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Google is said to be considering DoubleClick for $2 billion

When Google decided to push forward into expanding its advertising portfolio, it definitely wasn't just testing the waters. Today reports surfaced around the Internet that Google is in talks with long time online advertisement house DoubleClick. What makes the talks between Google and DoubleClick more critical is that Google isn't just the only one with its eyes on the advertising firm. According to several reports, AOL, Microsoft and Yahoo are also in talks with DoubleClick's top management.

DailyTech last reported that Google announced its official push into video game advertising with the purchase of Adscape. The company launched a campaign to start pushing its AdSense and AdWords programs into video games.

With online games being released on consoles on an increasing basis, this also would make it easier for Google to approach console developers. Gamers have voiced their opinions about in-game advertising before and indicated that they were displeased with the movement, saying it detracts from the "reality" of the game.

Analysts are expecting the selling price for DoubleClick to reach as high as $2 billion USD with Google in the talks. Industry insiders indicated that Google is still developing its own advertising services, but said that Google would not stand to let Microsoft take over control of one of the oldest and widely used advertising firms.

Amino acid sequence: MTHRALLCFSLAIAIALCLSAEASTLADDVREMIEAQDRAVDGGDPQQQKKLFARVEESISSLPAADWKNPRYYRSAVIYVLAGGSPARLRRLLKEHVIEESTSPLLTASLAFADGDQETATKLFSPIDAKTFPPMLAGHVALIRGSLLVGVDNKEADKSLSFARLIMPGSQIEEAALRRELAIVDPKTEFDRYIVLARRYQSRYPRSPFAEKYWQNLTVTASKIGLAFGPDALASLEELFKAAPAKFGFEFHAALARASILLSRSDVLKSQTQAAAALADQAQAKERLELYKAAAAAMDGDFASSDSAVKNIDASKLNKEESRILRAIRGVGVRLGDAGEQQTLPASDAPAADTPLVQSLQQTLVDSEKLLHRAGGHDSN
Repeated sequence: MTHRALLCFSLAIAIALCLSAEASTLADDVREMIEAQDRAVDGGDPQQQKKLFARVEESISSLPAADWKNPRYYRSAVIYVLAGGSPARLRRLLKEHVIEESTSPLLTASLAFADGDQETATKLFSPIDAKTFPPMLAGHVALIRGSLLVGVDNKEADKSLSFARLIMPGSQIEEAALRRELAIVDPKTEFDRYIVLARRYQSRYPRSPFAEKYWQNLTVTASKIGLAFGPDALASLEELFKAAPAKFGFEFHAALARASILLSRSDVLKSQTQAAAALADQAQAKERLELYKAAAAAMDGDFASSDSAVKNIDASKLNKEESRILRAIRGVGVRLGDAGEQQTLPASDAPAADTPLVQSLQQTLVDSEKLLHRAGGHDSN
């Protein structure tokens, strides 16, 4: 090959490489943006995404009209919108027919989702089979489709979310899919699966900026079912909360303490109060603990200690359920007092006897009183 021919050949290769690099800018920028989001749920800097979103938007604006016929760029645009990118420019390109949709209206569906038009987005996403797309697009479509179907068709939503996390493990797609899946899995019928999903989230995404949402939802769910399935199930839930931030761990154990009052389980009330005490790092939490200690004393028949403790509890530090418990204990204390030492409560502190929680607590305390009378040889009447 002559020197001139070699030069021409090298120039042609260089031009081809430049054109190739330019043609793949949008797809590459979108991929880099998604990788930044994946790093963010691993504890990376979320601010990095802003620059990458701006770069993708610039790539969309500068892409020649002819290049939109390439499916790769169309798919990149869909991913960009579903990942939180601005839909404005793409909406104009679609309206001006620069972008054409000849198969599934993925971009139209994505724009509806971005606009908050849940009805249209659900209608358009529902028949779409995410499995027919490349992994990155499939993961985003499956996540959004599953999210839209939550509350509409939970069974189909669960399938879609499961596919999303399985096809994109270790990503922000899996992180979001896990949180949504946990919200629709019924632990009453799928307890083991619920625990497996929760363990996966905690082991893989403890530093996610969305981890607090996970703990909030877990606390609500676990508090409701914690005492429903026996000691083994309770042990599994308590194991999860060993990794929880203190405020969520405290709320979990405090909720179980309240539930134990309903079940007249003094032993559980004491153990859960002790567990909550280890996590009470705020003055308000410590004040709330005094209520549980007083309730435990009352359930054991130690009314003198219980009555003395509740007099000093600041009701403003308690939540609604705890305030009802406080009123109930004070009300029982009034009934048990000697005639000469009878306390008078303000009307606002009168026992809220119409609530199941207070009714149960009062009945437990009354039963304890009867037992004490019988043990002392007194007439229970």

According to search engine expert John Battelle, Microsoft is a big threat to Google's advertising space. "It's a major risk to [Google's] business to force advertisers to change behavior -- it needs a third-party ad serving solution."

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The M.$. side of the story
By crystal clear on 4/3/2007 4:20:47 AM , Rating: 1
You read about Google now read this-

"Microsoft kicking the tires on DoubleClick"

Citing anonymous sources, the Wall Street Journal is reporting that Microsoft is in talks to acquire DoubleClick from the private equity firm Hellman & Friedman LLC. According to the WSJ report, DoubleClick hired Morgan Stanley to explore several possibilities, including a public stock offering and sale to other buyers. Hellman & Friedman stands to make a significant chunk of change if the sale price is the $2 billion reported by the Journal—they paid $1.1 billion when they acquired it in 2005.

This acquisition would give Microsoft a much-needed boost in the search engine revenue market, where Microsoft currently lags behind the industry behemoth Google as well as Yahoo in terms of both market share and generated revenue. Along with increasing Microsoft's market share in the advertising arena, DoubleClick would offer several technologies that would provide Microsoft's advertising customers with more insight into who is viewing their ads along with new ways of slicing their purchases.

"If they're going to pirate somebody, we want it to be us rather than somebody else." -- Microsoft Business Group President Jeff Raikes
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